- Momo no Sekku: The Peach Seasonal festival, where people drink peach-infused sake to bring good health.
- Yukimi: Snow viewing festivals, where people drink hot sake to ward off the cold weather while ushering in the start of winter.
- Shinnenkai and Bonenkai: These festivals, which celebrate the New Year and the previous year’s end, often involve drinking sake to ward off misfortune in the coming year. Many households also drink otoso, a sweet spiced sake, in the morning on New Year’s Day.
Bonding With Colleagues
Drinking sake with others breaks down the strict social barriers that characterize Japanese society, especially in professional settings. That’s why nomikai, or drinking with one’s colleagues, is such a large part of workplace culture in Japan — in fact, many see participating in nomikai as vital to their career prospects.
When drinking with your coworkers, it’s customary to always pour for others and wait until everyone has been served before you start. These actions help create a sense of unity and equality that allows everyone to lighten up and forge real bonds with each other.
Japanese people also typically eat ostumami, or finger foods, while drinking with their coworkers. These dishes are similar to appetizers or bar snacks in the west and typically include:
- Steamed edamame
- Grilled shishamo
- Dried squid
International Sake Culture
Although the drinking culture outside Japan is still mostly designed around wine, beer and Western liquors like whiskey and vodka, awareness is quickly growing. Sake exports have risen dramatically over the past decade, especially in Western countries where the drink is only beginning to find its audience.
We’re excited to see how the rest of the world adopts sake into its diverse traditions.
World Sake Day
Did you know October 1 is World Sake Day? Once a national event in Japan, this date marks the transition from the rice growing season into the sake brewing season.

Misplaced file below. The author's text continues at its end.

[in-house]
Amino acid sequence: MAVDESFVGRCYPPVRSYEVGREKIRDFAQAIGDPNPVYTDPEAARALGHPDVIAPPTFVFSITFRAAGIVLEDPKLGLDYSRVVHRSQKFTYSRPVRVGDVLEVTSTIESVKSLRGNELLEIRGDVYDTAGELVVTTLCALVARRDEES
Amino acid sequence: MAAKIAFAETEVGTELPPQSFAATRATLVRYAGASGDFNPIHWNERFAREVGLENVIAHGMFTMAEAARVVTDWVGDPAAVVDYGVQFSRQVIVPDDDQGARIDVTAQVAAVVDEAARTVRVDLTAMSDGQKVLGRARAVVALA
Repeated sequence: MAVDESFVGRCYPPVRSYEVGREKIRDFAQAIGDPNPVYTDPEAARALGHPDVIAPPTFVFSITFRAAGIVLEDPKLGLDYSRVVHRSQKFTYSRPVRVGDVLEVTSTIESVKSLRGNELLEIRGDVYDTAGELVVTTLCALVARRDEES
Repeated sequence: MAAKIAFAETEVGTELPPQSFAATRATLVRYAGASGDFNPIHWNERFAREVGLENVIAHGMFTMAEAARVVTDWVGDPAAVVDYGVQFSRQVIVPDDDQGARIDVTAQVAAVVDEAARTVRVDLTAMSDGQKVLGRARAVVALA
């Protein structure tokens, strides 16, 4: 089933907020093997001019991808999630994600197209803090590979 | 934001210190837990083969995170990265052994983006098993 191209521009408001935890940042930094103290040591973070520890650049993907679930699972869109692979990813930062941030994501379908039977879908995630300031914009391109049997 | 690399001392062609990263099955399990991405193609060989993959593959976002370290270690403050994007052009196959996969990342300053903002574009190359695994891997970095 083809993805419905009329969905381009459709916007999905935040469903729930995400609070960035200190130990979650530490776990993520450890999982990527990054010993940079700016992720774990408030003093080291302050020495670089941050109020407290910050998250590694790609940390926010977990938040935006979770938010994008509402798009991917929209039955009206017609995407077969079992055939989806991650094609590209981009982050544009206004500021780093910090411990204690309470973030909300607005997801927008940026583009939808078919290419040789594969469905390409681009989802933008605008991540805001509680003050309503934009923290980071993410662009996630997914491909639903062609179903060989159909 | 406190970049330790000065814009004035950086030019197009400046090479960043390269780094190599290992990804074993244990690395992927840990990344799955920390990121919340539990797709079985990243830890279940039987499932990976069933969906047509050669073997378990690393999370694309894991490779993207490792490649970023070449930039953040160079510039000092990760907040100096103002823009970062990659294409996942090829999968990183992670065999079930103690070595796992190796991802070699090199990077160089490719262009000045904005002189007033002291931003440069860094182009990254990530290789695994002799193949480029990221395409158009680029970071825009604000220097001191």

Here are some ways you can celebrate World Sake Day:
- Attend a sake tasting: Like wine tasting events at vineyards, sake tastings have become a popular way to try new varieties and learn how to pair them with food.
- Order sake with dinner: Go out to eat and try pairing your order with a good sake.While you’re most likely to find it at Japanese and other Asian restaurants, its recent rise in international popularity has landed it a spot at many different establishments.
- Tour a brewery: Learn more about the sake brewing process and its history by taking a guided tour of your nearest sake brewery. If you don’t live near one, you can also find great tours online.
You can also just buy a bottle to try at home. Whether you’re cooking a usual weeknight meal or throwing a dinner party for family and friends, having sake with your meal is a simple way to participate in this exciting tradition.
Now that you know a little about sake culture in Japan and abroad, you may be wondering how you can try it for yourself. That’s where we can help. At Takara Sake USA, our goal is to help the world experience sake in a new way. We brew a wide variety of delicious sakes for beginners and enthusiasts alike, so everyone can be part of the drink’s rich legacy.